It started as a "man camp" and was called White City because of all the white tents people lived in at the time.

Then, as terminate structures were built the name was changed.

Superior was known as Reliance until July 14, 1906.

Superior exploded to 3,000 people who came in to work underground coal mines.

At one time Superior could boast of two banks, one laundry, a skating rink, a bowling alley, two Post Offices, and a blacksmith shop.

During that time there was a melting pot of races, religions, nationalities, cultures, and music.

Back in 1936, thirty-three nationalities were on the payroll of the Union Pacific Coal Company.

Americans (white), Austrians, Italians, English, Finlanders, Slovenians, Greeks Scots, Croatians, Tyrolese, American (colored), Dalmatians, Japanese, Russians, Swedes, Germans, Irish, Polish, Serbians, Mexicans, Hungarians, Welsh, Canadians, Belgians, French, Bulgarians, Danes, Spanish, Holland, Romanians, Australians, Montenegro and Chinese.

During the silent movie days, the town even supported an opera house and movie theater, with someone playing the piano to add texture to the silent screen.

Today, 336 folks are left in a living ghost town.

attachment-Superior Wyoming

It is worth visiting Superior.

You can take part in “treasure hunting” in what's left of the old town site.

The town is high, at around 7000 feet above sea level.

They enjoy cool summers but cold winters.

Star gazing out there is spectacular.

A partial building left standing is the Union Hall. This place was once a dance hall and state, saloon, grocery store, bowling alley, doctor, and dentist office.

Be sure to visit the nearby Horse Thief Canyon. That place was named because, well, horse thieves hid their stolen horses there.

What is left of Superior is worth visiting to see what is left of a once-bustling town. Another almost Wyoming Ghost Town.

That's not the only one, obviously.

These two Wyoming towns are battling it out to see who can hang on the longest.


When folks in big cities visit Wyoming they have no idea how people out here can live in such wide-open nothingness.

It seems strange to them.

But imagine how people in Wyoming see big cities.

For example, the Wyoming town of Shawnee has a population of 5.

Just up the road is the town of Lost Springs, population 6.

Both towns are on Highway 20 just west of Lusk, Wyoming.

The people of Shawnee have NO IDEA how the people of Lost Springs deal with all that congestion.

Old house in Shawnee
Old house in Shawnee

Shawnee Post Office was established on February 7, 1887 with Frank S. Macomber as postmaster It was discontinued on July 9, 1888 but re-established on February 28, 1911. (Wyoming Post Office)

Shawnee is near producing coal mines, and drilling is carried on in the Shawnee Oil Field northwest of town. (Wyoming Guide).

They had a school once that took care of a good part of that side of the county.

Lost Springs was first inhabited in the 1880s when it received its name from railroad workers who could not find the springs shown on survey maps of the area.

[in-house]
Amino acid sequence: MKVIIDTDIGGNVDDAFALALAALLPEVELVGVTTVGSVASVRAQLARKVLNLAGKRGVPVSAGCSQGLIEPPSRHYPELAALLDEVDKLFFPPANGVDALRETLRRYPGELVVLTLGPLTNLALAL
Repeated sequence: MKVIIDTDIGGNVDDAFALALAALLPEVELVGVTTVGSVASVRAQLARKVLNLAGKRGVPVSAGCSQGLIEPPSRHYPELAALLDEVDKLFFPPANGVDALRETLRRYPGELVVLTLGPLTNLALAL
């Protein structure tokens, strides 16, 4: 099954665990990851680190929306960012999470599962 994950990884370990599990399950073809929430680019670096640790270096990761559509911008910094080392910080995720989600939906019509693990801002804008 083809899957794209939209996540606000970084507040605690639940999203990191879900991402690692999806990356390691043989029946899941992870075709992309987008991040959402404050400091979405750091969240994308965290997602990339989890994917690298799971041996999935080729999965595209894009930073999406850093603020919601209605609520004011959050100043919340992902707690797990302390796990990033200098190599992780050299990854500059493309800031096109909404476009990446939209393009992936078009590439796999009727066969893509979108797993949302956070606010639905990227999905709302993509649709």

The only store in Shawnee and it's closed.
The only store in Shawnee and it's closed.

The town was incorporated in 1911, and it originally had 200 residents, most of whom worked at the nearby Rosin coal mine.

After the coal mine closed around 1930, the population of Lost Springs steadily declined.

At one point Lost Springs had a population of 1.

But then some people moved in and the town BOOMED to 6.

Lost Springs is now such a thriving metropolis that they get their own highway sign announcing their population. The town of Shawnee has never been honored with such a sign.


Both towns have a park.

Shawnee boasts that their park has a playground for the kids.

Lost Springs brags that their town has PUBLIC TOILETS.

It also has a shelter with picnic tables. Though, they never really use it for anything.

Shawnee wants to know why their park would need public toilets when the only kid in town can just walk a few yards and he's home.

Why have a shelter and picnic tables when there is absolutely no one there to use them?

Who is taking care of the public toilets in Lost Springs? Out of the 6 people who live there does one of them have the job of checking on it to see if it needs cleaning and new toilet paper?


Sure, you can go on a brag that you have such a fancy park, but what's the point?

One resident of Shawnee figured that if he lived in Lost Springs he might feel obligated to use that public toilet now and then.

His taxes are paying for it. He might as well get some use out of it.

Lost Springs wants to know what Shawnee plans to do if someone is playing in the park and needs to answer the call of nature.

The 5 people of Shawnee laughed, because nobody ever plays in their park, except that one kid, and he just walks a few yards home.

Lost Springs public toilets
Lost Springs public toilets

There is quite a rivalry between the two towns.

Big city folk will never understand it.

One fellow in Shawnee said he would move far away if his little town boomed to a population of 6.

"Did you see that fancy sign Lost Springs put up on the highway? It's OBSCENE!" said one Shawnee resident.



Gallery Credit: Glenn Woods

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